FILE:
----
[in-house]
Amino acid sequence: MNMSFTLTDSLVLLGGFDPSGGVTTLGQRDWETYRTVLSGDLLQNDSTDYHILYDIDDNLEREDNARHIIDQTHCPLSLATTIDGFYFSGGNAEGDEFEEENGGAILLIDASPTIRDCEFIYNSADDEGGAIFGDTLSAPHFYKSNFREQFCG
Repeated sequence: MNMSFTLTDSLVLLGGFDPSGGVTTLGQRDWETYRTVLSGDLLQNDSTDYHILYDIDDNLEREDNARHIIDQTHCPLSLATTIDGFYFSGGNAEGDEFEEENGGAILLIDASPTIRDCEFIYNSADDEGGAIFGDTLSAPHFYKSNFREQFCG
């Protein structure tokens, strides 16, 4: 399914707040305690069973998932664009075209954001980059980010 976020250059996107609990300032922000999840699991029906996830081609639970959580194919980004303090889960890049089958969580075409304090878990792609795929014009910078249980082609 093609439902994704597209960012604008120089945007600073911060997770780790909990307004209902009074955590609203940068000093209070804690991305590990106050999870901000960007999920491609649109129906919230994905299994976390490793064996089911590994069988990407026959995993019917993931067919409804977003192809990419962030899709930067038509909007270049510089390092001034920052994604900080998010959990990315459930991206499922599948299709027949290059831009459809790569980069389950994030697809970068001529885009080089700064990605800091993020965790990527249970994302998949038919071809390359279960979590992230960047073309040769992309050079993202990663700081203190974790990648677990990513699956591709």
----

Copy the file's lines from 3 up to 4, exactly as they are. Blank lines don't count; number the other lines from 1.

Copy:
Repeated sequence: MNMSFTLTDSLVLLGGFDPSGGVTTLGQRDWETYRTVLSGDLLQNDSTDYHILYDIDDNLEREDNARHIIDQTHCPLSLATTIDGFYFSGGNAEGDEFEEENGGAILLIDASPTIRDCEFIYNSADDEGGAIFGDTLSAPHFYKSNFREQFCG
């Protein structure tokens, strides 16, 4: 399914707040305690069973998932664009075209954001980059980010 976020250059996107609990300032922000999840699991029906996830081609639970959580194919980004303090889960890049089958969580075409304090878990792609795929014009910078249980082609 093609439902994704597209960012604008120089945007600073911060997770780790909990307004209902009074955590609203940068000093209070804690991305590990106050999870901000960007999920491609649109129906919230994905299994976390490793064996089911590994069988990407026959995993019917993931067919409804977003192809990419962030899709930067038509909007270049510089390092001034920052994604900080998010959990990315459930991206499922599948299709027949290059831009459809790569980069389950994030697809970068001529885009080089700064990605800091993020965790990527249970994302998949038919071809390359279960979590992230960047073309040769992309050079993202990663700081203190974790990648677990990513699956591709």